In my prior U.S. Pat. No. 5,339,901 a method for achieving zonal isolation at low cost was disclosed. This technique involved the use of a specialized piece of hardware spanning the zones desired to be isolated. This specialized piece of hardware contained a reverse flow channel located exteriorly of the tubing string used to deliver the consolidation material to the completion interval and the completion liner. This established a separate flow channel on the outside of the liner used in the completion interval which was in addition to the annular space normally present between the liner and the wall of the well borehole. The present invention is an improvement over this technique in which the use of the specialized exterior reverse flow channel is eliminated.
Numerous techniques have been developed for zonal isolation in open hole completions. Most of these techniques are prohibitively expensive and notoriously unreliable. Techniques such as the use of diverting agents and pills are often used, but these are difficult to remove and may cause damage to producing zones.
An open hole completion can mean any well completion without any tubulars, or with a slotted liner, a preperforated liner, etc. and with or without a gravel pack. Open hole completions are often not used because of the difficulty encountered when trying to work over or clean out the completion at a later time. Sand productivity, near wellbore formation damage, or the need to fracture or acidize would all be reasons to later work over an open hole completion. Most of these operations require that certain zones within the production interval be treated individually. This is not normally possible in long open hole completions because it may be necessary to isolate small sections of the production zone in order to treat the entire production zone effectively. This can be the case especially in horizontal portions of a well.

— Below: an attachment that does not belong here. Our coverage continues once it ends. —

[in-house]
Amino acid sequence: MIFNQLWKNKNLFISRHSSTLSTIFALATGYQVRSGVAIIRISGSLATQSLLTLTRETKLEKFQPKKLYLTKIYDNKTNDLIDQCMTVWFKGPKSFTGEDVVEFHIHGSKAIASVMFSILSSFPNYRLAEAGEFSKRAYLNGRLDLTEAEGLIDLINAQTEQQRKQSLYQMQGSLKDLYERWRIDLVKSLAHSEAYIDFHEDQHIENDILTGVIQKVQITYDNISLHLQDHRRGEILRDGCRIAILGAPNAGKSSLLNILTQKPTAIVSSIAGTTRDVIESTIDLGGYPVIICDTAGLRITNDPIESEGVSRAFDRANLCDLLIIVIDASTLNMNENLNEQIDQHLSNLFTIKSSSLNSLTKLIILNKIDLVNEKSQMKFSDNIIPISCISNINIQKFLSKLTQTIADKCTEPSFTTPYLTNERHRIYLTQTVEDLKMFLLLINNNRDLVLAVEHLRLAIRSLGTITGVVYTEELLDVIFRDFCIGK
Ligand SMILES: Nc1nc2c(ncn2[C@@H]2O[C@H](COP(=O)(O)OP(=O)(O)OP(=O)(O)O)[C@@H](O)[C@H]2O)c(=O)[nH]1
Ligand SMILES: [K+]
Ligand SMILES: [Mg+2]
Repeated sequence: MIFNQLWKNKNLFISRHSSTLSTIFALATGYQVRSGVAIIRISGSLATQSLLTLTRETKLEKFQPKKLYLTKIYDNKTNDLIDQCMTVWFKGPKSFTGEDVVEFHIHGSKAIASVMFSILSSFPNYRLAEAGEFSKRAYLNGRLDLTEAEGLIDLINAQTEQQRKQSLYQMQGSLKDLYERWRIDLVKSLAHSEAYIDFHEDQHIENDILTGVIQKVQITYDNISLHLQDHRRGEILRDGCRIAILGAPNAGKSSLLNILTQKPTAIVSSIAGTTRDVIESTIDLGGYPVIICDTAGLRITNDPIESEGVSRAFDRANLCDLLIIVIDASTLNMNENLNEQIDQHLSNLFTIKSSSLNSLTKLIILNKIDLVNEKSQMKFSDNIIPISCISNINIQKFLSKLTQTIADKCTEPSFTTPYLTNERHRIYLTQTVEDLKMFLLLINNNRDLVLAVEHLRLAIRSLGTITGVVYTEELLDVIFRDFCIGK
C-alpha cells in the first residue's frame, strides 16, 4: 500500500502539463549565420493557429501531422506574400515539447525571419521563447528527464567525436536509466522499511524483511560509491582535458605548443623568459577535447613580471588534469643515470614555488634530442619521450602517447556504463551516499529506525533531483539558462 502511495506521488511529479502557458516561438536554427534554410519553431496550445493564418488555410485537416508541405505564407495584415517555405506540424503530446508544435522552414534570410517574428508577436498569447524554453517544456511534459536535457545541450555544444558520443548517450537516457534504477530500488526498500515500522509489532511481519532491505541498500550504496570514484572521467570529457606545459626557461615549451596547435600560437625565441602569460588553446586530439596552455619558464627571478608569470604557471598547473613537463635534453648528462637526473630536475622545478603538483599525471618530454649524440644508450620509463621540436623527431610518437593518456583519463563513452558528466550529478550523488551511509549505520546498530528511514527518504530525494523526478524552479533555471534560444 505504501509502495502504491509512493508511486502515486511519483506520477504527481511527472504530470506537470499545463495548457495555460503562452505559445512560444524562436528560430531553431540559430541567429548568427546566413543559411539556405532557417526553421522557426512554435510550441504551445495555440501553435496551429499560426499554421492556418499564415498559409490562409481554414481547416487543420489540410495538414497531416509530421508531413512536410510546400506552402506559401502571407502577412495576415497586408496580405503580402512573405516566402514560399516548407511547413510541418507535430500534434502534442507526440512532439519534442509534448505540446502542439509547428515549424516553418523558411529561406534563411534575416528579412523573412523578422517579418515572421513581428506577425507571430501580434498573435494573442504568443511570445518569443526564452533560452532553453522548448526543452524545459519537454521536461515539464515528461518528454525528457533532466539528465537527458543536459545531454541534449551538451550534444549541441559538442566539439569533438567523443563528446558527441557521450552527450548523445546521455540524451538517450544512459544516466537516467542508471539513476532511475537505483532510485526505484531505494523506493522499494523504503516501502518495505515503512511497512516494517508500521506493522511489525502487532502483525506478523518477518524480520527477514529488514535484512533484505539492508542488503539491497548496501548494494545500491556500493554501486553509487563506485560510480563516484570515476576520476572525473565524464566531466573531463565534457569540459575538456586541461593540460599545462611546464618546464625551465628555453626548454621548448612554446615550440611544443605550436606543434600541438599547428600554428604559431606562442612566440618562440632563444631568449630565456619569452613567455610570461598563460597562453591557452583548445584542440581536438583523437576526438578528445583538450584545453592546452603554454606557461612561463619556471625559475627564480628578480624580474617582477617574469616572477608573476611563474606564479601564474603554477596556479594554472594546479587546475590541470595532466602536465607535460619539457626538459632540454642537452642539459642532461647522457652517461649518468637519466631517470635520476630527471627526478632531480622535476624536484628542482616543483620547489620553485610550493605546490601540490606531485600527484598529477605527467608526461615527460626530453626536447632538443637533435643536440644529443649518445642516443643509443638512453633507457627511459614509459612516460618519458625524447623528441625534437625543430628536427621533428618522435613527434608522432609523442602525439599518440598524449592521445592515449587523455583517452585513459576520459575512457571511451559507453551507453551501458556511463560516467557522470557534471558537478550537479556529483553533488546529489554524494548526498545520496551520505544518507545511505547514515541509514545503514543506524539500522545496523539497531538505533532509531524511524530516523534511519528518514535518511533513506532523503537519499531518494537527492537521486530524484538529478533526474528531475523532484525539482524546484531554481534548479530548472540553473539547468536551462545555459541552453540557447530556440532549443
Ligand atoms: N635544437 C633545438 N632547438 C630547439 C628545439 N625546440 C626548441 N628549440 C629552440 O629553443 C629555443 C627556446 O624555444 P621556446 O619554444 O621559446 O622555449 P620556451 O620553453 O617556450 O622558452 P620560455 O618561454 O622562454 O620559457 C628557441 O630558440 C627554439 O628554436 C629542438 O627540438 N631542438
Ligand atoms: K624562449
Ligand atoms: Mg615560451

In the technique of the present invention a liner (which could also be a tubing string, a casing string or a section of coiled tubing to be used for the completion) is run in on a tubing string into the open hole production zone. The liner spans the entire production zone. Centralizers are used to affix the liner centrally in the production zone.
Opposed cup washers or other elastomeric or rubberized devices are placed towards the ends of each zonal section of liner to be sealed to form a temporary seal between the liner and the gauge hole (borehole). Before assembling and running in or placing the liner, at least one (and more if desired) holes are drilled in the liner between each opposed pair of seals or between the last seal and the end of the liner. It should also be mentioned that other techniques such as perforating a casing string or tubing string could be used. Only one such hole in the liner is required in each zone it is desired to isolate over the production interval, but more may be placed if desired. The prepared liner is run into the borehole and placed in the production zone or interval. Resin, cement, or polymer as desired in the completion is then pumped down the tubing string and out of the drilled holes between the seals into the annular space between the seals, completely filling each annular space between the temporary seals. If resin is used an excess of resin can be placed by squeezing some of the resin into the near borehole formations thereby effecting a better seal. The cement, resin or polymer is allowed to set. Then the liner is drilled out, removing the excess resin or cement or polymer. The remainder of the annular space about each section of liner is left open. The liner may then be perforated, if desired, or a slotted or preperforated liner could have been used if desired. In the latter instance, of course, another tubing string or a coiled tubing with appropriate sealing elements would be used to deliver the resin, cement or polymer.